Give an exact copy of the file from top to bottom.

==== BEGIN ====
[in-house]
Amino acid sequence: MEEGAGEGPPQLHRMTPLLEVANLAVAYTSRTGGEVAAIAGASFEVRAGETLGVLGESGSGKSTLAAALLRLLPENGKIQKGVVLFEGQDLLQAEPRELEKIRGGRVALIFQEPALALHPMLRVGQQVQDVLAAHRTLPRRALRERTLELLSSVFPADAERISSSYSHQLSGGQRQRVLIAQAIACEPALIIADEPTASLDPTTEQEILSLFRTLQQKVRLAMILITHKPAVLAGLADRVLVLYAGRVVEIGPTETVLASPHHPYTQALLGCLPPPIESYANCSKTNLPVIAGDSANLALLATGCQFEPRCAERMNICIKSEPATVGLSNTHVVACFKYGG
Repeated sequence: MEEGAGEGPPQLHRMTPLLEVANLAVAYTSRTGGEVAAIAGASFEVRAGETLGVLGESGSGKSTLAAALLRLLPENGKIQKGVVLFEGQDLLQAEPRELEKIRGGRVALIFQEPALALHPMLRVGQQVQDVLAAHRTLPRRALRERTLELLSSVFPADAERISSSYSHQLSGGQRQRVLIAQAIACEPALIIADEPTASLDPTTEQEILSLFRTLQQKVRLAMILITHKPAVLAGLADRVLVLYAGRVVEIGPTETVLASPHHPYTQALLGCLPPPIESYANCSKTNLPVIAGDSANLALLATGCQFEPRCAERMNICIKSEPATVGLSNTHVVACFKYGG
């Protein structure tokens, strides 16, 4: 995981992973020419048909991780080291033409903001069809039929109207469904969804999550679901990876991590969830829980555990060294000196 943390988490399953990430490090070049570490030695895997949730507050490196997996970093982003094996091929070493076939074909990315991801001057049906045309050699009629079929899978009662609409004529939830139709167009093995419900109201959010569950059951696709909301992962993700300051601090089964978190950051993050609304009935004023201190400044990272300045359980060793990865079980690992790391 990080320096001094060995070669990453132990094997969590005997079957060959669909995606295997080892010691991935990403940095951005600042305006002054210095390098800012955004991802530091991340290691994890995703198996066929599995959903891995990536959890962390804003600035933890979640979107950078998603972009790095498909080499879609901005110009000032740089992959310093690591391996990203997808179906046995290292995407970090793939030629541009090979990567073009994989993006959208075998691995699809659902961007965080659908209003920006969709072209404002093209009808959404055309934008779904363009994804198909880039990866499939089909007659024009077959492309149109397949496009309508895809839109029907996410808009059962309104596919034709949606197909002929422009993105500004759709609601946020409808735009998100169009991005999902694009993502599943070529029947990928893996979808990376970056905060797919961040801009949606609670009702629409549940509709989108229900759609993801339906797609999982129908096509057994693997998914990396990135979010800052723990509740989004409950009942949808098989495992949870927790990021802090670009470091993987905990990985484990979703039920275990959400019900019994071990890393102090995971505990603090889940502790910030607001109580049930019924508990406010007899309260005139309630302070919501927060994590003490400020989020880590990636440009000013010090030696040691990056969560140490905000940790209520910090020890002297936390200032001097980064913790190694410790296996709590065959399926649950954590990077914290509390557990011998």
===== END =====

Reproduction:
[in-house]
Amino acid sequence: MEEGAGEGPPQLHRMTPLLEVANLAVAYTSRTGGEVAAIAGASFEVRAGETLGVLGESGSGKSTLAAALLRLLPENGKIQKGVVLFEGQDLLQAEPRELEKIRGGRVALIFQEPALALHPMLRVGQQVQDVLAAHRTLPRRALRERTLELLSSVFPADAERISSSYSHQLSGGQRQRVLIAQAIACEPALIIADEPTASLDPTTEQEILSLFRTLQQKVRLAMILITHKPAVLAGLADRVLVLYAGRVVEIGPTETVLASPHHPYTQALLGCLPPPIESYANCSKTNLPVIAGDSANLALLATGCQFEPRCAERMNICIKSEPATVGLSNTHVVACFKYGG
Repeated sequence: MEEGAGEGPPQLHRMTPLLEVANLAVAYTSRTGGEVAAIAGASFEVRAGETLGVLGESGSGKSTLAAALLRLLPENGKIQKGVVLFEGQDLLQAEPRELEKIRGGRVALIFQEPALALHPMLRVGQQVQDVLAAHRTLPRRALRERTLELLSSVFPADAERISSSYSHQLSGGQRQRVLIAQAIACEPALIIADEPTASLDPTTEQEILSLFRTLQQKVRLAMILITHKPAVLAGLADRVLVLYAGRVVEIGPTETVLASPHHPYTQALLGCLPPPIESYANCSKTNLPVIAGDSANLALLATGCQFEPRCAERMNICIKSEPATVGLSNTHVVACFKYGG
């Protein structure tokens, strides 16, 4: 995981992973020419048909991780080291033409903001069809039929109207469904969804999550679901990876991590969830829980555990060294000196 943390988490399953990430490090070049570490030695895997949730507050490196997996970093982003094996091929070493076939074909990315991801001057049906045309050699009629079929899978009662609409004529939830139709167009093995419900109201959010569950059951696709909301992962993700300051601090089964978190950051993050609304009935004023201190400044990272300045359980060793990865079980690992790391 990080320096001094060995070669990453132990094997969590005997079957060959669909995606295997080892010691991935990403940095951005600042305006002054210095390098800012955004991802530091991340290691994890995703198996066929599995959903891995990536959890962390804003600035933890979640979107950078998603972009790095498909080499879609901005110009000032740089992959310093690591391996990203997808179906046995290292995407970090793939030629541009090979990567073009994989993006959208075998691995699809659902961007965080659908209003920006969709072209404002093209009808959404055309934008779904363009994804198909880039990866499939089909007659024009077959492309149109397949496009309508895809839109029907996410808009059962309104596919034709949606197909002929422009993105500004759709609601946020409808735009998100169009991005999902694009993502599943070529029947990928893996979808990376970056905060797919961040801009949606609670009702629409549940509709989108229900759609993801339906797609999982129908096509057994693997998914990396990135979010800052723990509740989004409950009942949808098989495992949870927790990021802090670009470091993987905990990985484990979703039920275990959400019900019994071990890393102090995971505990603090889940502790910030607001109580049930019924508990406010007899309260005139309630302070919501927060994590003490400020989020880590990636440009000013010090030696040691990056969560140490905000940790209520910090020890002297936390200032001097980064913790190694410790296996709590065959399926649950954590990077914290509390557990011998």